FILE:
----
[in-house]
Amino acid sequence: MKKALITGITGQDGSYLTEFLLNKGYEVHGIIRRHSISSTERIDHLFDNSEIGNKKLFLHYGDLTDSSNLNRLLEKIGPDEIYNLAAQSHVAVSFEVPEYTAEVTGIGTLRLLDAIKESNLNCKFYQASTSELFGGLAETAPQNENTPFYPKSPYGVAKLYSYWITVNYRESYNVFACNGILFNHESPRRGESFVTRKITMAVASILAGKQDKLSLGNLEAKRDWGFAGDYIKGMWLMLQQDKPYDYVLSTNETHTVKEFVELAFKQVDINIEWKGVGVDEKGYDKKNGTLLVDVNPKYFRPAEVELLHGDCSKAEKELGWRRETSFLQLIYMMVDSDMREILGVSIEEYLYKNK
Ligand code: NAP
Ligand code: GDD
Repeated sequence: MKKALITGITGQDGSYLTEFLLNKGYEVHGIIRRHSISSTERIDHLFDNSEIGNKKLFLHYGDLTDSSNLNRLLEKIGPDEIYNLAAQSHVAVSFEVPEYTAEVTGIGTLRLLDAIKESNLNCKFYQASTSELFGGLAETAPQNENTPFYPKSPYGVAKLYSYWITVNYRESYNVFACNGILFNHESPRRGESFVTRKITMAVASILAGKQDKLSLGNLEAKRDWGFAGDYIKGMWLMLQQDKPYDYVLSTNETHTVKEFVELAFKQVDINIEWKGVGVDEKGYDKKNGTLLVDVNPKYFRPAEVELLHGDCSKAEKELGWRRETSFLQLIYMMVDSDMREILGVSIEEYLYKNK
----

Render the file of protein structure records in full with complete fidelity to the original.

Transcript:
[in-house]
Amino acid sequence: MKKALITGITGQDGSYLTEFLLNKGYEVHGIIRRHSISSTERIDHLFDNSEIGNKKLFLHYGDLTDSSNLNRLLEKIGPDEIYNLAAQSHVAVSFEVPEYTAEVTGIGTLRLLDAIKESNLNCKFYQASTSELFGGLAETAPQNENTPFYPKSPYGVAKLYSYWITVNYRESYNVFACNGILFNHESPRRGESFVTRKITMAVASILAGKQDKLSLGNLEAKRDWGFAGDYIKGMWLMLQQDKPYDYVLSTNETHTVKEFVELAFKQVDINIEWKGVGVDEKGYDKKNGTLLVDVNPKYFRPAEVELLHGDCSKAEKELGWRRETSFLQLIYMMVDSDMREILGVSIEEYLYKNK
Ligand code: NAP
Ligand code: GDD
Repeated sequence: MKKALITGITGQDGSYLTEFLLNKGYEVHGIIRRHSISSTERIDHLFDNSEIGNKKLFLHYGDLTDSSNLNRLLEKIGPDEIYNLAAQSHVAVSFEVPEYTAEVTGIGTLRLLDAIKESNLNCKFYQASTSELFGGLAETAPQNENTPFYPKSPYGVAKLYSYWITVNYRESYNVFACNGILFNHESPRRGESFVTRKITMAVASILAGKQDKLSLGNLEAKRDWGFAGDYIKGMWLMLQQDKPYDYVLSTNETHTVKEFVELAFKQVDINIEWKGVGVDEKGYDKKNGTLLVDVNPKYFRPAEVELLHGDCSKAEKELGWRRETSFLQLIYMMVDSDMREILGVSIEEYLYKNK